Let me throw a dart. There. Motorola Wireless Data Group is where the dart stuck. Let's see. Hmmm. Lots of dotted lines leaving here. Gosh, management couldn't have been too happy with people leaving and creating or joining competitive ventures like Sierra Wireless, InStep, Soft Tracks and a dozen others. I guess the point (pun intended) is, this movement of people is inevitable and in a macro sense, it's desirable.

As an investor, I love the movement of people when it creates a new entity with tons of promise. It makes me feel better that the management of this new company has experience and knowledge. But, after I invest I want those people to stay, as long as they continue to be valuable contributors to the success of the venture. I'll be damned if they leave and join a competitor. Hypocritical? Yes. I want everything to work out for me. The dollars I invest are not to train the next startup's CEO.

So where does that leave the struggling new company that desperately wants to hold onto its key people as it grows? My short answer is that it comes down to leadership and success. Actually, through leadership and creation of a desirable company culture comes motivated people and great products or services (i.e. success). Sound like fluff? I'll prove it to you.

I saw a great presentation last week where part of the emphasis was on leading through shared values. An analogy was made comparing a company to a flock of birds. The birds know that there are 4 basic intentions that will lead them to their goal of getting through the migration. 1) follow the bird in front of you 2) don't run into the other birds 3) don't stray too far from the center 4) avoid objects like telephone poles and jet engines. If your employees know the basic rules, the fundamental laws of being your employee then you can let them go to be creative. It's pretty simple really. A local software company had two rules: no drugs and no sex on premises. Pretty much anything else was OK.

One more very important ingredient to instill in your flock is a sense of what the goal actually is. The vision of the company has to be big if the company itself is to ever become big. I have talked before on the amazingly low sights that Canadians seem to set. The company that wants to take on the world will either be a spectacular flame-out or a huge success. The employees have to believe that they are changing the world in order to follow such high aspirations. Apple is probably the best example of a company that created religion in its customers and its employees. Steve Jobs was (is) mesmerizing. His "insanely great" mantra helped Apple become a huge success and allowed him to attract and keep the proprietary knowledge of Apple at Apple.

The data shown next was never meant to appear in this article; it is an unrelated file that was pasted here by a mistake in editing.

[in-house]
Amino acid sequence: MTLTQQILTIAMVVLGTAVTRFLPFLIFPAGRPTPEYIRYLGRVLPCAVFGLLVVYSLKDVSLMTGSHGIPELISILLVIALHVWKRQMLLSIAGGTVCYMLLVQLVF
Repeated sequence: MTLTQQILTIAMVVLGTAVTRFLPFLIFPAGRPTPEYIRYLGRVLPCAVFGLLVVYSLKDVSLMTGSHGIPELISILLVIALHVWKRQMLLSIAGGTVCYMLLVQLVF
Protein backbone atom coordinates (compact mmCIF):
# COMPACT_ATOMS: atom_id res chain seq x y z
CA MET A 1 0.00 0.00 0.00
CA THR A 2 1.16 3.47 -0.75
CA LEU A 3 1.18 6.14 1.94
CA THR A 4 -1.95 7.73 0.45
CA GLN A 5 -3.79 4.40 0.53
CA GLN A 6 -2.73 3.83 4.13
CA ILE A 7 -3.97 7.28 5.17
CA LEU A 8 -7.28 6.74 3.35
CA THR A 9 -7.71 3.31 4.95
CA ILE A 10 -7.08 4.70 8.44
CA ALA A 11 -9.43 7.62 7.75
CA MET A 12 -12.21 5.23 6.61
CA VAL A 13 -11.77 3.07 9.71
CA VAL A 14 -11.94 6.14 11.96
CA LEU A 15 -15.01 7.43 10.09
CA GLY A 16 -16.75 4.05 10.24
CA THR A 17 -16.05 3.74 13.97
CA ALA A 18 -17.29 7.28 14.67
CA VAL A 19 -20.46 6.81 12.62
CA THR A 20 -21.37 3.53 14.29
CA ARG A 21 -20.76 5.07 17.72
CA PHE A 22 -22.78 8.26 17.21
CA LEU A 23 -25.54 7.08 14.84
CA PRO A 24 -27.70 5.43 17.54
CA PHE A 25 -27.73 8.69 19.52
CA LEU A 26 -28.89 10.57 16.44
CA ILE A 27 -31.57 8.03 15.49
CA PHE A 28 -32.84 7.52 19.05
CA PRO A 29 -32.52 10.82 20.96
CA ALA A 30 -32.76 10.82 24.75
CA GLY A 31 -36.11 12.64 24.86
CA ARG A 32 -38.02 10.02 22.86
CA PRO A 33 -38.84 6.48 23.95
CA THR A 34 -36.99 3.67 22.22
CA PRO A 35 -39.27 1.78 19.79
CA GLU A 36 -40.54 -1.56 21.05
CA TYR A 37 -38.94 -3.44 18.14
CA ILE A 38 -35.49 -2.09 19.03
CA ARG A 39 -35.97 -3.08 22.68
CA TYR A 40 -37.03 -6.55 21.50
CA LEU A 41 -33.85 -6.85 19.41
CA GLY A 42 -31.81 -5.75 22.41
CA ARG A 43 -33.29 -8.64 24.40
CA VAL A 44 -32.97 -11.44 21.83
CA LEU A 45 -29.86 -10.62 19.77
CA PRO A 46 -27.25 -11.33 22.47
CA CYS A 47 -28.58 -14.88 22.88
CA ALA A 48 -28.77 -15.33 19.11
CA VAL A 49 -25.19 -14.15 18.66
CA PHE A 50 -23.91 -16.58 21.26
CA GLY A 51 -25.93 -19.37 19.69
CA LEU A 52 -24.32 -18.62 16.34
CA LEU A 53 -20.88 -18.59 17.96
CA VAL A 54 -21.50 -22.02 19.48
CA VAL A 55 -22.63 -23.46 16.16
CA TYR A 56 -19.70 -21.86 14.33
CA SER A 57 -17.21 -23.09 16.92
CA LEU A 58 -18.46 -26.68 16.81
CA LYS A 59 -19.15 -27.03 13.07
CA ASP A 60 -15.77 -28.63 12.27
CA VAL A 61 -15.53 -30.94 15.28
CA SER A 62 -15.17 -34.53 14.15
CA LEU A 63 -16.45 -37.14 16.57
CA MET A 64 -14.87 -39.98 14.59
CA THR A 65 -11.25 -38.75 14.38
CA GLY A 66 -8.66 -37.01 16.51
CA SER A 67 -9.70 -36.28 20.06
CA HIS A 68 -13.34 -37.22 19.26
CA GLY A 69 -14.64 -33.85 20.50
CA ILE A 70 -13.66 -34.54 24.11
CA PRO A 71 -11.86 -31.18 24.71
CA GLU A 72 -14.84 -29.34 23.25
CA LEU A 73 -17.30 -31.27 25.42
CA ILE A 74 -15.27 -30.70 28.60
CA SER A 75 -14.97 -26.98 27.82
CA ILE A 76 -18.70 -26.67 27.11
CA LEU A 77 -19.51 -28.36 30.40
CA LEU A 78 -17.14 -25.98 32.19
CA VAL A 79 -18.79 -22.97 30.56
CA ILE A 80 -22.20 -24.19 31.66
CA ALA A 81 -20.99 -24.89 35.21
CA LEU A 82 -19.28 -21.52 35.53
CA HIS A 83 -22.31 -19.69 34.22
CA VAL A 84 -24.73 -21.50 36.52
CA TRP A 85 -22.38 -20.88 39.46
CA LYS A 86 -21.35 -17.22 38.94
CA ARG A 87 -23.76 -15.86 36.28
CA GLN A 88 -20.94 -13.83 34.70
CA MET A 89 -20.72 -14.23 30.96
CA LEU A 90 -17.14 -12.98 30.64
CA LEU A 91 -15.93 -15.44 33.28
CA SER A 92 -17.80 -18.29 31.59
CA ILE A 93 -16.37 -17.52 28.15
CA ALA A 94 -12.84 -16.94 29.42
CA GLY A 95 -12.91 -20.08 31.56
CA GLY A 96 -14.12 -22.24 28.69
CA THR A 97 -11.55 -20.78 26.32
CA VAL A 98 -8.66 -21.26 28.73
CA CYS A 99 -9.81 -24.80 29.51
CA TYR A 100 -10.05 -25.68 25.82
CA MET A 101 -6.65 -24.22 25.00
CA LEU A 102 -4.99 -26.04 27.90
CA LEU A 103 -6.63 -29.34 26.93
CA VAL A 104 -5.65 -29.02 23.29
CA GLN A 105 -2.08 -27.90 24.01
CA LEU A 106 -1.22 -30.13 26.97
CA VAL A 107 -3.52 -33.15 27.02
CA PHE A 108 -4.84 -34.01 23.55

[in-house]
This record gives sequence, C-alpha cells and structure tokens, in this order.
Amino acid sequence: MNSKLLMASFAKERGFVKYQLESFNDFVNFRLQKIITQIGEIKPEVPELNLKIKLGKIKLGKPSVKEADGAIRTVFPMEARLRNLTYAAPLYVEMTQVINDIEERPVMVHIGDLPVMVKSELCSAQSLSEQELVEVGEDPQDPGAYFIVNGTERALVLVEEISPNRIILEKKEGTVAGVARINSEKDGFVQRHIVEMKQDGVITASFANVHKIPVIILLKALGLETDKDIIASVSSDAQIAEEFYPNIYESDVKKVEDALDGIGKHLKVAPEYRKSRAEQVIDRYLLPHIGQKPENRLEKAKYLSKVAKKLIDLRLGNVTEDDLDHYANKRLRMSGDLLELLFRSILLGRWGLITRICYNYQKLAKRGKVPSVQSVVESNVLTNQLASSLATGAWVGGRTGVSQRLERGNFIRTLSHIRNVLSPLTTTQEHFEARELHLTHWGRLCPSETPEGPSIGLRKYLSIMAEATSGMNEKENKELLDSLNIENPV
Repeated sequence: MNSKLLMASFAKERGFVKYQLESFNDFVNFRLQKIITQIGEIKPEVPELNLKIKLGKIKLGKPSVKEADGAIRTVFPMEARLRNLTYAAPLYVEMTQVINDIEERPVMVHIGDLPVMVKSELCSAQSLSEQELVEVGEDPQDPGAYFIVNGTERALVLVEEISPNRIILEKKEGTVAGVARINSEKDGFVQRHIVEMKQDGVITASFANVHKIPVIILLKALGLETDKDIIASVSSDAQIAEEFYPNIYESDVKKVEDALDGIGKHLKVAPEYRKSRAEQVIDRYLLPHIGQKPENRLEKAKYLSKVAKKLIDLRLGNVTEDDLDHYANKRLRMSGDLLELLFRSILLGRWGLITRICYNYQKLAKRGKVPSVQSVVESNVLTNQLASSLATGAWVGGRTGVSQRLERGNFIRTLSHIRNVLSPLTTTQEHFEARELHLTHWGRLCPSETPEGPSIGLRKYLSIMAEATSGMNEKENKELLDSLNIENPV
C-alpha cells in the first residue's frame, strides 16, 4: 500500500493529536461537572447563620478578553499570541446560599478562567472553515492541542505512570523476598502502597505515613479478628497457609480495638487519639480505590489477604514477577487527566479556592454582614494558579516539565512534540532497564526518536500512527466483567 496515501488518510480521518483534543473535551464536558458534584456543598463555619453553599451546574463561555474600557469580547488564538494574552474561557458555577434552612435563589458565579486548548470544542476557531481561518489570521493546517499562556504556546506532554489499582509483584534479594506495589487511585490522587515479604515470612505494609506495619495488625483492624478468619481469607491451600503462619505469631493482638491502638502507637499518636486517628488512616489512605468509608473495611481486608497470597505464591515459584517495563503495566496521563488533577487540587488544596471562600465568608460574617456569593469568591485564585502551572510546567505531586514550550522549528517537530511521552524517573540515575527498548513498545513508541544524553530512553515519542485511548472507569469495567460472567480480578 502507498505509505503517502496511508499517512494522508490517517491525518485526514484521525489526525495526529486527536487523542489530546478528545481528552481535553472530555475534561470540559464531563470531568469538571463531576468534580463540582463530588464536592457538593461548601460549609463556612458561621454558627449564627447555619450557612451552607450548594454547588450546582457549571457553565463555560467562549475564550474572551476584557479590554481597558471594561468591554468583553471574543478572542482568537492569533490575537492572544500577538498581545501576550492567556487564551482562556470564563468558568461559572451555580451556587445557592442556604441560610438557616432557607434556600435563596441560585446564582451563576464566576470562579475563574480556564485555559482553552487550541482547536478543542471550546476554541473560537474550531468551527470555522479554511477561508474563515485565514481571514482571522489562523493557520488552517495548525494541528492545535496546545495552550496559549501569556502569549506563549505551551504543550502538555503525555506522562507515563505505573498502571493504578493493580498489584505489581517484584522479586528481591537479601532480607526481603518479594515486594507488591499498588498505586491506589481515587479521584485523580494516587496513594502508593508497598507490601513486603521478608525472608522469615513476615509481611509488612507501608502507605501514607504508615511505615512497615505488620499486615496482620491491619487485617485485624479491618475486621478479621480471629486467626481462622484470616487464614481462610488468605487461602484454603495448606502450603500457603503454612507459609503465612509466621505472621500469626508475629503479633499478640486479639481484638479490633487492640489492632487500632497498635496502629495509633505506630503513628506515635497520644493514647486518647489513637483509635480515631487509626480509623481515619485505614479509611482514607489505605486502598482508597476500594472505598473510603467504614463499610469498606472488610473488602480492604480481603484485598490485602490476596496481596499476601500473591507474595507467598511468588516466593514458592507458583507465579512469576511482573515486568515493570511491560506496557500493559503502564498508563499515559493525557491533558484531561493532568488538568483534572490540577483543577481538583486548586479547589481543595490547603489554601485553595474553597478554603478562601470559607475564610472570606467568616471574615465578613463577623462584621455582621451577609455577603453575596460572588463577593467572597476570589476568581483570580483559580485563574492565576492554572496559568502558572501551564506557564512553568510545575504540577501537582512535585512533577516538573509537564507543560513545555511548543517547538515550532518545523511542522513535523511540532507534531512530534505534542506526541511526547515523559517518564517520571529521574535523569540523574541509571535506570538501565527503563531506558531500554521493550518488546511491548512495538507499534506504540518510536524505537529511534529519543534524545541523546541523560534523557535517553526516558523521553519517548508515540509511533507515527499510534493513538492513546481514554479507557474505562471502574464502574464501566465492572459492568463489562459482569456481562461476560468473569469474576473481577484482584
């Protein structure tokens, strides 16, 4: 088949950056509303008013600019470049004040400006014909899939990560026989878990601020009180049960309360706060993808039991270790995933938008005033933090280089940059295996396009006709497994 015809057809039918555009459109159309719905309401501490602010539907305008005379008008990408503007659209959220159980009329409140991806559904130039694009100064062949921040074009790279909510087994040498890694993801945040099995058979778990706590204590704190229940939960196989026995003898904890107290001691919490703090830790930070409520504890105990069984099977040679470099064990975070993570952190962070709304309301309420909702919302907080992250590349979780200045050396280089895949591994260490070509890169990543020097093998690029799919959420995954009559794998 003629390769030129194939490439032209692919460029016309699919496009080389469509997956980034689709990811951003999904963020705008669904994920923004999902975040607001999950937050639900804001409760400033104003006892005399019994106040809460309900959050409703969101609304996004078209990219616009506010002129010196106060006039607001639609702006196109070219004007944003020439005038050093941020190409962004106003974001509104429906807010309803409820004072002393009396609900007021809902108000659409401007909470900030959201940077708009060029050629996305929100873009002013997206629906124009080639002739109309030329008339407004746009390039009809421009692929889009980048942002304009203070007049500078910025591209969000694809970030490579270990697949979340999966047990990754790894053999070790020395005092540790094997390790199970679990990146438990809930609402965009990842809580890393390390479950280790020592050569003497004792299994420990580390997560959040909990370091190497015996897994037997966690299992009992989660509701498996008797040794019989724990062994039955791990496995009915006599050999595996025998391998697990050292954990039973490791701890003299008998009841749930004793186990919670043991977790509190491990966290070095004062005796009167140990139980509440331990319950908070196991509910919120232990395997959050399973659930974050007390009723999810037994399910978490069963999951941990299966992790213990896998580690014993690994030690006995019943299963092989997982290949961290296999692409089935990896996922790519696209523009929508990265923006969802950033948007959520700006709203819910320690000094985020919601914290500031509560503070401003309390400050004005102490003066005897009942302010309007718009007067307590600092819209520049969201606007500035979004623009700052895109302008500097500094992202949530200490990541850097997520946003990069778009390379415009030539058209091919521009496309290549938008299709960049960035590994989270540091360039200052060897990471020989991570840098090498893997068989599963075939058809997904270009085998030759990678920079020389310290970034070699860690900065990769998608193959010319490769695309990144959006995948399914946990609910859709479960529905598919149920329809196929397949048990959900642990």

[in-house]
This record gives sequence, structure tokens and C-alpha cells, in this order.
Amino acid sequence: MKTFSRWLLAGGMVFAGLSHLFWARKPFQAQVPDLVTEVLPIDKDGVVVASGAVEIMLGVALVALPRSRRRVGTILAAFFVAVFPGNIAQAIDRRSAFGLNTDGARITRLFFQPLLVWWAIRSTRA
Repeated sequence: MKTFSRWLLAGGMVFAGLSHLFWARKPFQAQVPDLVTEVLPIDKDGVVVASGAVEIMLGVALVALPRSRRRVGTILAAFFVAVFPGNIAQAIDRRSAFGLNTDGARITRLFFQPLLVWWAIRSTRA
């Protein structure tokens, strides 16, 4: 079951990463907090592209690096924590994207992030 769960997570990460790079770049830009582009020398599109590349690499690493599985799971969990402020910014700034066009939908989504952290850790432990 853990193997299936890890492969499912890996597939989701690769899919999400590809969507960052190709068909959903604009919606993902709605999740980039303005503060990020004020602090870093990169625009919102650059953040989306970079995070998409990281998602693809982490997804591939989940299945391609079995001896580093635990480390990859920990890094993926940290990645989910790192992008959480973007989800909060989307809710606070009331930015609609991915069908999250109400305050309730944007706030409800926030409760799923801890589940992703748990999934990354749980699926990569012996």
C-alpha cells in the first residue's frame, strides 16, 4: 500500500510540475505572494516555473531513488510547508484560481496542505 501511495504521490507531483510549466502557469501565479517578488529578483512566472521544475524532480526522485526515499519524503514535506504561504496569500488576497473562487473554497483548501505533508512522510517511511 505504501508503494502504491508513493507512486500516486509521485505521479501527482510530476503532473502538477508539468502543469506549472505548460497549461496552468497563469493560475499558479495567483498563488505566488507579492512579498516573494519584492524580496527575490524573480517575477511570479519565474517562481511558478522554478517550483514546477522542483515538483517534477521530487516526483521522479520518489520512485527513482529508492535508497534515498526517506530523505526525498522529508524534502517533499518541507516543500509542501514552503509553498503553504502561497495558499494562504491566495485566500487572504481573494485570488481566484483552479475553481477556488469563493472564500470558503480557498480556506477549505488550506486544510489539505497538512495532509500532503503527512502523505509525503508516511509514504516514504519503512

Another important factor in employee loyalty is a comfortable workplace. Some local companies have clearly gotten the message about a fantastic place to work. Seagate Software created funky new offices in Yaletown. Electronic Arts has an unbelievable new building in Burnaby. Even if you don't have millions for a new building, you can have great space in an appropriate location (Paradata Systems in Whistler, for example). An un-named character in my work history consistently brushed off the "soft stuff" and said that feeding people with ideas of a better place to work was tantamount to mutiny. I felt like Norma Rae. Clearly, he did not get it (and still doesn't). Any investment in improving the workspace pays off in keeping employees in the long run. So listen to them and involve them in the decision.

You can't keep employees at your company by only erecting legal barriers against them leaving. Nor, is it advisable to build a great place to work with a revolutionary vision but not have your employees sign anything legal. The right solution to keeping your people is to provide both.

Random Thoughts

- One of the more intriguing developments in the somewhat mind-numbing world of technology patent law is a recent US Supreme Court ruling on software patents. Now, like you, I was always told that it was difficult and usually not strategic to patent your software. After all, the rapid pace of development in the software world meant that by the time your lawyer and the patent office had finished their expensive marathon of paper shuffling, you were on version 3.0. But check this out:

"The US Supreme Court gave its blessing to a US appeals court decision in State Street Bank & Trust Co. v. Signature Financial Group Inc. in favour of Signature, which sued State Street for allegedly replicating its patented investment application. Signature's patent covers not only its application, but also its unique "hub and spoke" method of centrally calculating investments for several mutual funds - a method built into its software." - Information Week, Feb 22nd 1999